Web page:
Eat Special Issue
A GUIDE TO THE ICONS
$ = Inexpensive; “entrees” barely crack $10.
$$ = Entrees in the $10-$20 range, other than a few specials or the crab cakes.
$$$ Entrees $20 and up.
BYOB = The restaurant has no liquor license but allows you to bring your own booze. You may have heard of this.
P = On-site parking, i.e. a dedicated lot or garage.
T = Valet parking (for most places, this is weekends-only).
Out = Outdoor dining in season. Note: It could be a lovely deck, but it may be just a couple of tables on the sidewalk.
10pm = Serves food after 10 p.m. Many local restaurants will serve until 11 p.m. on weekends, but spots bearing this icon go further somehow.
B = Breakfast.
L = Lunch.
D = Dinner.
Br = Brunch on weekends.
Vg = Specializes in vegetarian/vegan friendliness. Almost all restaurants these days offer vegetarian options, and when asked by someone compiling a dining guide, many restaurants say that they can accommodate vegans on request, but this icon indicates vegetarian/vegan friendliness as a primary mission.
Rsv = Reservations are suggested, particularly for weekend dining.
Del = Delivery to a limited area, though many restaurants that don’t do phone-order delivery use web-based services such as carryout.com.
Published: March 2, 2011
1230 E. Fort Ave., (410) 685-2832, cudabarracuda.com
$$ L D Br
This small Locust Point neighborhood spot serves pubby standards with a few beachy twists (jerk chicken salad) and some serious local flavor (coddies).
1444 Light St., (443) 869-6871, centrotapasbar.com
$ Vg D Rsv
Boasting a fine wine list and a broad range of hot and cold small plates, Centro Tapas may be the most authentic tapas joint in town. Go for crunchy pickled guindilla peppers, house-fried marcona almonds, yucca fries, and traditional tortilla.
1421 Lawrence St., (410) 685-7675, harborque.com
$$ BYOB P Out L D
Baltimore’s newest place for ‘cue offers vinegary Carolina-style pulled pork, ribs, and chicken, as well as Baltimore favorites pit beef and ham. Skip fries for tangy collards, hush puppies, and smoky baked beans.
1222 Hull St., (410) 727-7476, hullstreetblues.com
$$ L D Br Rsv
Hull Street Blues still lays out a beautiful spread every Sunday for its famous brunch, one of the best in Baltimore. The lunch menu sports familiar salad, sandwich, and pasta options, while the dinner menu reaches a bit higher.
1325 Key Highway, (410) 837-9903, littlehavanas.com
$$ Out D Br
This longtime favorite for Sunday brunch, mind-obliteration, and warm-weather flirting has made admirable attempts to serious-up its Cuban cuisine. Starters—flash-fried cubes of pork tenderloin, black bean soup—work best. Lunch served on Fridays.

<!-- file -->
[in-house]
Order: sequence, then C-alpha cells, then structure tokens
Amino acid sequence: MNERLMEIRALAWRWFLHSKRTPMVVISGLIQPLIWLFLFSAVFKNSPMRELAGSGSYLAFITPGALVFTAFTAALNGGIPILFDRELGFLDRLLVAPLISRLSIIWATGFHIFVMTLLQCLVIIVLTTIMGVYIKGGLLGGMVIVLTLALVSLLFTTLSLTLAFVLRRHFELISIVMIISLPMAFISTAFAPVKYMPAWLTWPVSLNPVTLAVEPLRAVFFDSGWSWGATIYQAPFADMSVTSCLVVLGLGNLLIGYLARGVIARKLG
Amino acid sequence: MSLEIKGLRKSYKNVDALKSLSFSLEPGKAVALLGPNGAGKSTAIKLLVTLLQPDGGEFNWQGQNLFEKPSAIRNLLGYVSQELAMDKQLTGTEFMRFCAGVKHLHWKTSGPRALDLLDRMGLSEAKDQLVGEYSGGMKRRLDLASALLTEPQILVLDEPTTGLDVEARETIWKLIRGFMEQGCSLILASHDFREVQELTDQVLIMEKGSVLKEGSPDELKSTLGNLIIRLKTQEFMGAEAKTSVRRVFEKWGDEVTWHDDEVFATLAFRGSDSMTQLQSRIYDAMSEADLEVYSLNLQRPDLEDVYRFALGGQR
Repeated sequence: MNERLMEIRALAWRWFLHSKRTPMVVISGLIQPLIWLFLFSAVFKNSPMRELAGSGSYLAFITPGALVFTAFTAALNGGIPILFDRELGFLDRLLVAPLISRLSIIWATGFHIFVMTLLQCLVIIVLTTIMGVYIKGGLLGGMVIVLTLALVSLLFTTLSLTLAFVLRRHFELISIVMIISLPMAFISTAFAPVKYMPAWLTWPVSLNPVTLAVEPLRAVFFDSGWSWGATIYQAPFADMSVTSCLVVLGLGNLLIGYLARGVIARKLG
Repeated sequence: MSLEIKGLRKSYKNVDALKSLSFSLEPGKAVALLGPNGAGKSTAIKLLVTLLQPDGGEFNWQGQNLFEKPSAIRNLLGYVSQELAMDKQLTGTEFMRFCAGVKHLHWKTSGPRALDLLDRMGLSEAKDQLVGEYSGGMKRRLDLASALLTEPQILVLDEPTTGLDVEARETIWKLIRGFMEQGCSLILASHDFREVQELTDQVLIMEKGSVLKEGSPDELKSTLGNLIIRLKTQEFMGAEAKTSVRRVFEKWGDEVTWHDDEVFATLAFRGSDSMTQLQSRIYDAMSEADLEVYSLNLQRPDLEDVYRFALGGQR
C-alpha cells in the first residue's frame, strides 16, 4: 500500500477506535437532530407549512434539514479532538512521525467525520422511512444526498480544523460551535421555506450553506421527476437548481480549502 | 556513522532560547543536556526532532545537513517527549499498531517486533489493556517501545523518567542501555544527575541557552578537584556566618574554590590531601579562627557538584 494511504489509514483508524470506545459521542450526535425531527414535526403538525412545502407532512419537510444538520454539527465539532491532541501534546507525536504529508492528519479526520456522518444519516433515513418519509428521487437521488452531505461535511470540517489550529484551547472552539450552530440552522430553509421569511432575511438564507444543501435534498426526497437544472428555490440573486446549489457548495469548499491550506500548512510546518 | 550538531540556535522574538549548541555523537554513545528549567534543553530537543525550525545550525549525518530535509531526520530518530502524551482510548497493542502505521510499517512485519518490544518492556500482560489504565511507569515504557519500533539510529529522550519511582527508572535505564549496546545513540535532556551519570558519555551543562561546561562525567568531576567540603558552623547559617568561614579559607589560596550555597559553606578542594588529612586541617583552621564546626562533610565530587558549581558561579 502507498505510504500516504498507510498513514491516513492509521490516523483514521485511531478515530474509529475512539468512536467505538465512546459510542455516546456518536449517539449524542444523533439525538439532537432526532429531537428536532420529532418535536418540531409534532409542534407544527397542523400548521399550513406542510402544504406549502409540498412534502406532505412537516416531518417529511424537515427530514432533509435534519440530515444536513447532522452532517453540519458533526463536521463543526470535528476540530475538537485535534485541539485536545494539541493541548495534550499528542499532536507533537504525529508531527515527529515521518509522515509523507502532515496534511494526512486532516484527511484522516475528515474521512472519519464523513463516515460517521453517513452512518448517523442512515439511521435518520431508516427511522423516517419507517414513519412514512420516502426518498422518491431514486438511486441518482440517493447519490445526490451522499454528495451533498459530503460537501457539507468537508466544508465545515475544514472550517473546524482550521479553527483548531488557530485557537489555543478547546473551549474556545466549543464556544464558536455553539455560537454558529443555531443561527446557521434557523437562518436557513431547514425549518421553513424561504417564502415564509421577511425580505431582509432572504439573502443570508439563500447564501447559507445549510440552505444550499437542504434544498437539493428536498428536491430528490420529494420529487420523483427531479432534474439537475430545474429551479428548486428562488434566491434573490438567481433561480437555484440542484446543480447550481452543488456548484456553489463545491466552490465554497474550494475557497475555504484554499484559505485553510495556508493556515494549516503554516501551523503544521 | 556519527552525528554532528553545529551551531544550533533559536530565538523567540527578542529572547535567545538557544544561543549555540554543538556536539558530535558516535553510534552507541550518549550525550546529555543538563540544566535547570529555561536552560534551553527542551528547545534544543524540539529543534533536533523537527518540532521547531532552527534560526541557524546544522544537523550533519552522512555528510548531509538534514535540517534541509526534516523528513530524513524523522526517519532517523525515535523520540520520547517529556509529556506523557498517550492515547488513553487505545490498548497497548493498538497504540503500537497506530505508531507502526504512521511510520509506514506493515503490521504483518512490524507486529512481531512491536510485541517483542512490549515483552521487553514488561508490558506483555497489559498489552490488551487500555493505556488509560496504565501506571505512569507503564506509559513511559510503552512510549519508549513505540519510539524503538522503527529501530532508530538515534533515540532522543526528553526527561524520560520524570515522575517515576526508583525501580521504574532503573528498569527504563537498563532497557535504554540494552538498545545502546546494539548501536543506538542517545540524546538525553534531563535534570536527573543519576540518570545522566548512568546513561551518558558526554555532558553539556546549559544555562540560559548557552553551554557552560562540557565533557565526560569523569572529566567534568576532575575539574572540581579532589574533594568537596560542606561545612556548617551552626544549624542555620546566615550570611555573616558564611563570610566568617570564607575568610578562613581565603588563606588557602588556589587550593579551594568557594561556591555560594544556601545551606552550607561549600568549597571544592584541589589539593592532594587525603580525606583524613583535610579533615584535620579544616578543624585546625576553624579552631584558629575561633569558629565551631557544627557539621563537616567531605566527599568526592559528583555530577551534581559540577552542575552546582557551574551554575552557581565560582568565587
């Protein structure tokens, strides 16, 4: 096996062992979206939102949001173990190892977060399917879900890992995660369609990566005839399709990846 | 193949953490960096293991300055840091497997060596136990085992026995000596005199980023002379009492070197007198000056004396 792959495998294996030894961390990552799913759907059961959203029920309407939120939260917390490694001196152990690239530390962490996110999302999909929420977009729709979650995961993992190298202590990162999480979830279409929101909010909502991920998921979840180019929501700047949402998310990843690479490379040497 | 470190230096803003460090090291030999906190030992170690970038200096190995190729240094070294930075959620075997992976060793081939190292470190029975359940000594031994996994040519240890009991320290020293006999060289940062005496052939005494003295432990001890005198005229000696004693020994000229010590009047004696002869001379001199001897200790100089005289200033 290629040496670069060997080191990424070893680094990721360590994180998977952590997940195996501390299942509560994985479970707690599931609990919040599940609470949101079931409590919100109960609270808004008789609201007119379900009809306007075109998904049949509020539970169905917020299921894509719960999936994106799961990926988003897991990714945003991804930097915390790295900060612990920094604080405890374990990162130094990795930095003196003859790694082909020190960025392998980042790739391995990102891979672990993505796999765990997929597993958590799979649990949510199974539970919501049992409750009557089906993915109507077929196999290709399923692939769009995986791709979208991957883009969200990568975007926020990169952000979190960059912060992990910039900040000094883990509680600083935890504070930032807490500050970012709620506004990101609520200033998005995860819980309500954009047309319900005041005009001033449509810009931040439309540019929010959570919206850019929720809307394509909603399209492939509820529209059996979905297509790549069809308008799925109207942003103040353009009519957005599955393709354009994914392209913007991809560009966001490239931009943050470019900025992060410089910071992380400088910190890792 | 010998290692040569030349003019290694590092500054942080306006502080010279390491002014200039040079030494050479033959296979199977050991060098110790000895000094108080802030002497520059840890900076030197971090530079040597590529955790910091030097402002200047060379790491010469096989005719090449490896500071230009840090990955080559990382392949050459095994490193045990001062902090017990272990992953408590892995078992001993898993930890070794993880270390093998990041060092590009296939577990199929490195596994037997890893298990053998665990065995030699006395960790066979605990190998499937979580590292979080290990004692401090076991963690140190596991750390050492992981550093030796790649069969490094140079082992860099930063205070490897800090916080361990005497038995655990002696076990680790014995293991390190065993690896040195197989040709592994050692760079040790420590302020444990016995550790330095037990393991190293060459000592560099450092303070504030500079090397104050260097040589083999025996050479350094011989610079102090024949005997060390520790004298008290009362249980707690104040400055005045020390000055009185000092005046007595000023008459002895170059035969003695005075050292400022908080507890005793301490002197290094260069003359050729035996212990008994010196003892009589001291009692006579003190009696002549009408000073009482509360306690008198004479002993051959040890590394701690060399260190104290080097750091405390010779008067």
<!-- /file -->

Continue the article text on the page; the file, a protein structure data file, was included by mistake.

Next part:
1200 Steuart St., (443) 438-3139, miguelsbaltimore.com
$$ P Out L D Br
Miguel’s spicy, colorful food nods to authentic Mexican fare. Forgo entrees for ample and well-executed small plates such as Baja tacos, empanadas, and flautas with dusky mole sauce.
2600 Insulator Drive, (410) 347-4123, nicksfishhouse.com
$$ P Out 10pm L D Br
Picture-perfect warm-weather ambiance, with decks looking out over the Middle Branch and a Margaritaville groove inside and out. As you might imagine, the specialty is seafood.
1401 E. Clement St., (410) 962-1212, pazzaluna.us
$$$ Out d Rsv
An offshoot of uptown’s Sotto Sopra, this townhouse restaurant offers sophisticated decor and a focused menu of trattoria classics—osso buco, vigorous pastas, and whip-smart specials.
838 E. Fort Ave., (410) 727-7067,
$ P B L Br
The real deal. Housed in a handsome rowhouse on the border between two blue-collar-but-listing-upscale neighborhoods, Rallo’s has been dishing out hearty, inexpensive fare for more than 60 years. The service is swift and solicitous, the menu both vast and very regional (try the cod cakes).
1843 Light St., (410) 244-5667, rubbbqbaltimore.com
$$ Out L D Br
Roadhouse-y Rub introduced Baltimoreans to Texas barbecue, which favors rubs and slowww cooking over sauces. The house specialty is the brisket, pretty in pink smoked rings, and very tender. Contrived but fun.
921 E. Fort Ave., (410) 244-6166, the-wine-market.com
$$$ P Out L D Br Rsv
The New American menu at the Wine Market consistently offers interesting preparations, such as salt-roasted veal loin or sake-marinated slow-roasted black cod, and the a la carte brunch shouldn’t be overlooked.